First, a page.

At the time, he had been working on  mapping violence in Kenya through an organisation called Ushahidi. With nothing but time and anxiety on his hands, he took to Twitter and Facebook, and started to haphazardly map damage reports and requests for help. Twenty-four hours later, he and his friends had established a crisis room and were frantically trying to map the deluge of social media reports pouring out of Haiti. Within a few days,  Meier’s initiative had turned into a global volunteer effort involving the Haitian diaspora and thousands of faceless activists behind their laptops and PCs.

A screenshot of the ever-changing Haiti Crisis Map.  Emergency services used the red dots to decide where there was most need for their help. Image provided by Patrick Meier.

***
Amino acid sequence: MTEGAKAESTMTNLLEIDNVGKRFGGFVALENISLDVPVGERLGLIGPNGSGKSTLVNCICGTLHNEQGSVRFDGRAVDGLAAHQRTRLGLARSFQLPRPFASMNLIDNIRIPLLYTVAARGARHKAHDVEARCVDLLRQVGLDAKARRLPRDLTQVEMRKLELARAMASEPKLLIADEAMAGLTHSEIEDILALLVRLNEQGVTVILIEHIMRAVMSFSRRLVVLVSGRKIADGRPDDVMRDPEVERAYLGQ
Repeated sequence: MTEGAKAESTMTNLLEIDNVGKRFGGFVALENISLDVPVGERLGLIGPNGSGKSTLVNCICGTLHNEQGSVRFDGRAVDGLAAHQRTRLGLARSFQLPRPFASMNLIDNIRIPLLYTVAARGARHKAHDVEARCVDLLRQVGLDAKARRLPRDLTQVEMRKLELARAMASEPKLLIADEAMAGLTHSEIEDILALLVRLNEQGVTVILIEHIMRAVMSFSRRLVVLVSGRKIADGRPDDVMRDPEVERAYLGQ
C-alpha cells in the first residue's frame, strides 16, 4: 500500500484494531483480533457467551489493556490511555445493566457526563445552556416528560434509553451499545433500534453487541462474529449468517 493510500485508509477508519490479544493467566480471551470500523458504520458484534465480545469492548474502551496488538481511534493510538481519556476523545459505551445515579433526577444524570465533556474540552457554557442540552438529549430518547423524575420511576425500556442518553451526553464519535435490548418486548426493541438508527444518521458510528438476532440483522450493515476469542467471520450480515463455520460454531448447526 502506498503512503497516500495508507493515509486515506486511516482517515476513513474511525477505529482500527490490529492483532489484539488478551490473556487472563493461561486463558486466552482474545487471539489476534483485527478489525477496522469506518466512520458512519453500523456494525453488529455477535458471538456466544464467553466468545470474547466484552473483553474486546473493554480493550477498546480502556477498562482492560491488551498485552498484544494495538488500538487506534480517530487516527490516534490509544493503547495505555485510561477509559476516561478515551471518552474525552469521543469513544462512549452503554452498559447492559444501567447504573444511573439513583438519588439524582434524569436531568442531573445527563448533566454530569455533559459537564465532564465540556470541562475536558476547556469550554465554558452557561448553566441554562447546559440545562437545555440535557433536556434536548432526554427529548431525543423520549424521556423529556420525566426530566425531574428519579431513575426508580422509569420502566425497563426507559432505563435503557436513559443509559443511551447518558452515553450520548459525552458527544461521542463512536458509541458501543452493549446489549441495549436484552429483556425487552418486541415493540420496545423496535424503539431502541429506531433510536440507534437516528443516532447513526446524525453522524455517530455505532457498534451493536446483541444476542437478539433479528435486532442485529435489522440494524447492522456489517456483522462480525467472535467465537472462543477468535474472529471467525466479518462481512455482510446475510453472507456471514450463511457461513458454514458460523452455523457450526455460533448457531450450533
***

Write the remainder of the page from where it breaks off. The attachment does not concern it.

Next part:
A screenshot of the ever-changing Haiti Crisis Map. Emergency services used the red dots to decide where there was most need for their help. Image provided by Patrick Meier.

At some point, this haphazard, crowdsourced disaster-response initiative took on a life of it’s own. They managed to obtain a free short-code SMS line that allowed Haitians to share their most pressing needs. Via community radios on the ground, these messages were also mapped. An organisation called OpenStreetMaps got involved to map large parts of Haiti for the first time, also using the power of volunteers. Within two weeks, major crisis organisations started to sit up and take notice:

Slacktivism? Not quite.

The power of the crowd